By the time the film was released it had undergone numerous changes. Wind River became Last of the Mountain Men, The Mountain Man, and finally The Mountain Men, giving Frapp top billing along with Tyler, so to speak. Heston was proud of their work but disappointed with the way the studio edited the film and appalled by the advertising campaign that the studio slapped together, which he described as "Cartoon drawings of Brian and me running away from some pretty ridiculous Indians. The ads were an appalling surprise." It did, however, mark the first time that father and son worked together as creative partners on a film and they continued the creative collaboration with the 1982 adventure Mother Lode, written and produced by Fraser and directed by and starring Charlton Heston, and the TV movies Treasure Island (1990) and The Crucifer of Blood (1991), with Fraser stepping behind the camera to direct his father.

By Sean Axmaker

Sources:
In the Arena, Charlton Heston. Simon & Schuster, 1995.
"The Highest Peak: Best of the mountain man movies," Henry C. Parke. True West, November 26, 2015. "John Colter, the Phantom Explorer--1807-1808". Colter's Hell and Jackson Hole, National Park Service.
AFI Catalog of Feature Films
The Mountain Men

The Mountain Men

"You can walk for a year in any direction with just your rifle, live good and easy, never have to 'sir' to nobody. Yeah, I call that free." - Bill Tyler in The Mountain Men The Mountain Men (1980) is, as the title suggests, a story of the early American frontiersmen who chose live apart from society. Bill Tyler and his buddy Henry Frapp are trappers and hunters in the American frontier of the 1830s. They aren't settlers. They are men who prefer to live alone in isolation in the wilderness. "It's an early version of America's drive West, before the country was settled, before there were gunslingers and ranchers and farmers and towns with sidewalks," screenwriter Fraser Heston said in an interview years later. Fraser was an avid outdoorsman and he came up with the original story after he spent time living among Alaskan Eskimos and Native Americans. The script took shape, further research into the history of trappers, traders, and mountain men in Wyoming, under the name Wind River, with his characters modeled after real-life historical figures. Bill Tyler is in part drawn from John Colter, a hunter and scout on Lewis and Clark expedition who chose to remain in the wilderness when the expedition returned east. He was a hunter and a trapper and in the early 1800s he became the first white man to explore and report in detail the region that would become Wyoming, including the areas that became Yellowstone and Grand Teton National Parks. Where the real life Colter died in 1812 or 1813, however, Tyler is a veteran hunter and trapper in 1838 Wyoming, emerging from two years of self-imposed exile in the wilderness to find the once-lucrative fur trade dying out as silk became the new fashion in hats, replacing the market for pelts. The story follows his adventures as he survives the elements, befriends a Crow brave named Medicine Wolf, and rescues a Blackfoot squaw named Running Moon from her abusive, obsessive warrior husband Heavy Eagle, who spends the rest of the film in an obsessive quest of revenge against Tyler. Producer Martin Ransohoff brought the script to Columbia Pictures and they offered the lead to Charlton Heston, the screenwriter's father. "I thought it was a wonderful part, in a rich script," he wrote in his autobiography. Bill Tyler "spoke very clearly to me: one of the several men I'd played in both stage and screen who recognize that their own time was coming to an end." The part of the grizzled, garrulous Henry Frapp went to Brian Keith, an old hand at such colorful character roles. It was the first time the elder Heston had worked with Keith since Arrowhead 25 years earlier. He "gave on the very best of his gritty, charismatic performances as Frapp," Heston wrote in his autobiography. "A wonderfully quirky actor, he's a joy to play with." It shows in their onscreen camaraderie. At times they are like a bickering old married couple, at others they are like old war buddies who have one another's back in battle. The film was shot on location in Wyoming at Grand Teton National Park, Bridger-Teton National Forest, Shoshone National Forest, and Yellowstone National Park, in both winter and spring. "The elegiac quality I perceived in much of the writing leached through to the film itself in many scenes," Charlton Heston wrote years later. "Shooting in the big skies of the American Rockies, as beautiful as any country on earth, makes it easier to get some of it on film." High school and college students from Wyoming and Montana reservations were hired as extras to represent the Blackfoot, Crow, and Nez Perce tribes. By the time the film was released it had undergone numerous changes. Wind River became Last of the Mountain Men, The Mountain Man, and finally The Mountain Men, giving Frapp top billing along with Tyler, so to speak. Heston was proud of their work but disappointed with the way the studio edited the film and appalled by the advertising campaign that the studio slapped together, which he described as "Cartoon drawings of Brian and me running away from some pretty ridiculous Indians. The ads were an appalling surprise." It did, however, mark the first time that father and son worked together as creative partners on a film and they continued the creative collaboration with the 1982 adventure Mother Lode, written and produced by Fraser and directed by and starring Charlton Heston, and the TV movies Treasure Island (1990) and The Crucifer of Blood (1991), with Fraser stepping behind the camera to direct his father. By Sean Axmaker Sources: In the Arena, Charlton Heston. Simon & Schuster, 1995. "The Highest Peak: Best of the mountain man movies," Henry C. Parke. True West, November 26, 2015. "John Colter, the Phantom Explorer--1807-1808". Colter's Hell and Jackson Hole, National Park Service. AFI Catalog of Feature Films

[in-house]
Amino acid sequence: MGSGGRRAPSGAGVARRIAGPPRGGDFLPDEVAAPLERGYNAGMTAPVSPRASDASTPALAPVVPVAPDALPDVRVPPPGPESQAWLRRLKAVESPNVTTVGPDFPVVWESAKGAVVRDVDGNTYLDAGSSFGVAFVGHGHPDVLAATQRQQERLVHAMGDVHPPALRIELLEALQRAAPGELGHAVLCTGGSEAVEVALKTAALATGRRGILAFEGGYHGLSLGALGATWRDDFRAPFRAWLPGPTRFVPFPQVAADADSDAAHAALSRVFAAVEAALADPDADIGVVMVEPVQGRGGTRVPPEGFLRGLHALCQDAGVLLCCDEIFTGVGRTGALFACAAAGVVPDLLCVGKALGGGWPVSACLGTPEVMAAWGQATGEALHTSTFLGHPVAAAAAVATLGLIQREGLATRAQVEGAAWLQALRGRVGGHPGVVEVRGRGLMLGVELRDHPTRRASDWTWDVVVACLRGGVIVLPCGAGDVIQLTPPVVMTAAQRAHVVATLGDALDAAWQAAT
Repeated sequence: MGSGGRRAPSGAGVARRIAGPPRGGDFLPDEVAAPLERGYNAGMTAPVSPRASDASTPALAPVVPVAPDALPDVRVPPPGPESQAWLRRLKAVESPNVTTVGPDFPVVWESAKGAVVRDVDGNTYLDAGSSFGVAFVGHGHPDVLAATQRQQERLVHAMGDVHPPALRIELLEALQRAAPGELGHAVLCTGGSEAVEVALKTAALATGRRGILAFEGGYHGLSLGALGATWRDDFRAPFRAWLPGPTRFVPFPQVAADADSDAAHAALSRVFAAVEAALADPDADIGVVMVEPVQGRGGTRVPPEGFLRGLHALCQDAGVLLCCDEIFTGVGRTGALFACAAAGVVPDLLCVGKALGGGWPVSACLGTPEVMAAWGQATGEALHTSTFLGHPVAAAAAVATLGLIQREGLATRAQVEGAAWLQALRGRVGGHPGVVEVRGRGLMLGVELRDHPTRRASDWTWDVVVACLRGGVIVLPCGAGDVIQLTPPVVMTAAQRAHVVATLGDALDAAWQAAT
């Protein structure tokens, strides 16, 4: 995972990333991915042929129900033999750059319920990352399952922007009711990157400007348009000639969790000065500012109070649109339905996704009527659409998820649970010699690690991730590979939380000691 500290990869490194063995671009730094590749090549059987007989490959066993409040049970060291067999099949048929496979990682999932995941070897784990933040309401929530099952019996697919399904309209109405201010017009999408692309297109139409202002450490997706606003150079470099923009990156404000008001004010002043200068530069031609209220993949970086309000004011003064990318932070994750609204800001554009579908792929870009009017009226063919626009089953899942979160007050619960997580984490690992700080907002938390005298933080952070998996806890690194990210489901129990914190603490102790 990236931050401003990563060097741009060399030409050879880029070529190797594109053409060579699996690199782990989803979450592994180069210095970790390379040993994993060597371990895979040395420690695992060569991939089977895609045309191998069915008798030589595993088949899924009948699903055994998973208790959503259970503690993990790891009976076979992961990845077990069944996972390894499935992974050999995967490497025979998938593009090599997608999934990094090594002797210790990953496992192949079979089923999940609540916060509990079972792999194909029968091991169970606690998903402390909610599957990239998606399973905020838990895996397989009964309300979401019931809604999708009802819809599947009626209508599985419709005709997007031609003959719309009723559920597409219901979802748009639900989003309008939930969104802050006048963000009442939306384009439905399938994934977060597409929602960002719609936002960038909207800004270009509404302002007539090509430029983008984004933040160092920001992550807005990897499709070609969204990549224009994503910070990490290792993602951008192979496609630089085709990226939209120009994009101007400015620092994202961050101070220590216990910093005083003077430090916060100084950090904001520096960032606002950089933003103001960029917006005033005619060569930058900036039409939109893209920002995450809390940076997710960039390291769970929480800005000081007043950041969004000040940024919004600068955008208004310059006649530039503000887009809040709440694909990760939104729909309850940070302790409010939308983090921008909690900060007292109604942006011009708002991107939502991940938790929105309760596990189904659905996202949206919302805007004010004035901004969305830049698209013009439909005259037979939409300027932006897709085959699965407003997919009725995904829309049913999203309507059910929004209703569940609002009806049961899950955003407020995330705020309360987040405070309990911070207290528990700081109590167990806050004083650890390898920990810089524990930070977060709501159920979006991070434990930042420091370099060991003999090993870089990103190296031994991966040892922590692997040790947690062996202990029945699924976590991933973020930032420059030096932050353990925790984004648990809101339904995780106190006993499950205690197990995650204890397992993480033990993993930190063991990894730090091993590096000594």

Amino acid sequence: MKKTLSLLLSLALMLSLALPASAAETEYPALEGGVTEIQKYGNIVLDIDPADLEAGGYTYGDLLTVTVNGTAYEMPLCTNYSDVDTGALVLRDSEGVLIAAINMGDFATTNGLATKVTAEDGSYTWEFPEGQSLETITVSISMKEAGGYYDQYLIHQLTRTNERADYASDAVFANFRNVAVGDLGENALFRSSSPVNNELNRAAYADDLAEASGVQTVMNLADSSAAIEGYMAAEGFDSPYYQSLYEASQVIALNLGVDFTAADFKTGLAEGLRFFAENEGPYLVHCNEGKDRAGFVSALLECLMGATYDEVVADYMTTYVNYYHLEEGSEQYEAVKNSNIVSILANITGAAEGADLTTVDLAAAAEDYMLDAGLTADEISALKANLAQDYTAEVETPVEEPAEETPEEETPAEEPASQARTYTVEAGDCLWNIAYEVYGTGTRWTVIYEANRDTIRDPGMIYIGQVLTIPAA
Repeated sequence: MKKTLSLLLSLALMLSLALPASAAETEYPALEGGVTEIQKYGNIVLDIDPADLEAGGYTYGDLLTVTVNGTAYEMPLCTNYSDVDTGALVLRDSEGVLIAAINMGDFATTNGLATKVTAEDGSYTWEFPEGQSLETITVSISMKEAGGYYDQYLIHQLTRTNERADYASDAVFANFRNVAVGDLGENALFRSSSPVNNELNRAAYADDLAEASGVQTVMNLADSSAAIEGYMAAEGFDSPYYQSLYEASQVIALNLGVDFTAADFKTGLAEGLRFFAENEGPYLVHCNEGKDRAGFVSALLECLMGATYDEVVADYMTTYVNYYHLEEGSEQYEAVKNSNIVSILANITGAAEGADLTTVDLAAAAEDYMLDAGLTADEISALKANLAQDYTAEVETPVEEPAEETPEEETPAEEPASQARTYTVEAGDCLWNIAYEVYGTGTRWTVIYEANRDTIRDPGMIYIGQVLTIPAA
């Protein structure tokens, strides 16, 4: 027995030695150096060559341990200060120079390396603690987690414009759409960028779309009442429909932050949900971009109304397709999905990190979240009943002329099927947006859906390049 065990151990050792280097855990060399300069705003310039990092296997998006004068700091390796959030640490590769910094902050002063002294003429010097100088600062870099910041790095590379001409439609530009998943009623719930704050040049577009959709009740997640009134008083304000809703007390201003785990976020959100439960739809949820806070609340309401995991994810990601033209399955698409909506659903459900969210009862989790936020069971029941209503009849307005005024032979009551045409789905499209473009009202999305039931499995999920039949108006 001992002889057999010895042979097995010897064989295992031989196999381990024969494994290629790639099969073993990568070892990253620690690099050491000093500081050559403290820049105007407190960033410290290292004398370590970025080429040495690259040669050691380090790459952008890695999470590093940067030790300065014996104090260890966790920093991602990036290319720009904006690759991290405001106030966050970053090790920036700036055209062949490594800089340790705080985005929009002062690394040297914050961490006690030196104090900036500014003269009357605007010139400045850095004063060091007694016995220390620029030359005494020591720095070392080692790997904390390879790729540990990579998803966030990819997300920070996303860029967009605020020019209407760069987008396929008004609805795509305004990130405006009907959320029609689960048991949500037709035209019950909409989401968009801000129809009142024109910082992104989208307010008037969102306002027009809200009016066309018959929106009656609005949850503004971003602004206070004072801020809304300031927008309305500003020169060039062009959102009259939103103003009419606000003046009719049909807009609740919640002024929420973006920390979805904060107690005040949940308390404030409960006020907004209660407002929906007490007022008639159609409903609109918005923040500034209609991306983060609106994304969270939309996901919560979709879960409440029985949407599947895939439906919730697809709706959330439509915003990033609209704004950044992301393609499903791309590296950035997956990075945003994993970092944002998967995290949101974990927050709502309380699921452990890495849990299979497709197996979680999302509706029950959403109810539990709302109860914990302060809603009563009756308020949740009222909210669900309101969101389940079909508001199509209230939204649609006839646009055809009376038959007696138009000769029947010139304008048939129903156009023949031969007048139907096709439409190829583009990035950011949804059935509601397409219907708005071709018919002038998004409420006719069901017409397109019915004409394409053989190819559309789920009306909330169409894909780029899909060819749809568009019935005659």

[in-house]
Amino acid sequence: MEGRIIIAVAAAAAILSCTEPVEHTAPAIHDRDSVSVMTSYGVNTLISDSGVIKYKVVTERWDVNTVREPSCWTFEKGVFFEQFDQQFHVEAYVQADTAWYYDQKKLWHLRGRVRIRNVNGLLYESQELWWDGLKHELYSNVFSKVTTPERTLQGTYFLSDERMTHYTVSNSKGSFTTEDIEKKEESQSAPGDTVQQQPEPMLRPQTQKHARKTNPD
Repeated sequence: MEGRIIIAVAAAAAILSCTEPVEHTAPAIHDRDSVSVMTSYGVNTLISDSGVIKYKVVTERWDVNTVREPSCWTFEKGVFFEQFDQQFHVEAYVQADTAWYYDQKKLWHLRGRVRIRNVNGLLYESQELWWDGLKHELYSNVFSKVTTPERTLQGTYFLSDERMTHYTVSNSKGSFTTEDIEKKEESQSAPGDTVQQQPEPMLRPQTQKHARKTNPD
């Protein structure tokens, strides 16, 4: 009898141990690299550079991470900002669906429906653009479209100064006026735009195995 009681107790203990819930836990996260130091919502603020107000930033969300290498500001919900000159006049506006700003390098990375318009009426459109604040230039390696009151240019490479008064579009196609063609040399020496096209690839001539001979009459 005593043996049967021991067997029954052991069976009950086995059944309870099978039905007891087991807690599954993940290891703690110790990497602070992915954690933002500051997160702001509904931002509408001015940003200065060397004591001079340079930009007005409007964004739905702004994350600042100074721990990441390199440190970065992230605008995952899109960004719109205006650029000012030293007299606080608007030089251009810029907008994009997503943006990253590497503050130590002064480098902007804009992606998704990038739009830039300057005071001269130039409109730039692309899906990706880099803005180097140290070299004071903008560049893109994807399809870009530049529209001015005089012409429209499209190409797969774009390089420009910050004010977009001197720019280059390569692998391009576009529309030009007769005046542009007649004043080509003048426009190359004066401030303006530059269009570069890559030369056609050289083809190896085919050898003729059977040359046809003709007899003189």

Quotes

Trivia

Miscellaneous Notes

Released in United States 1980

Released in United States 1980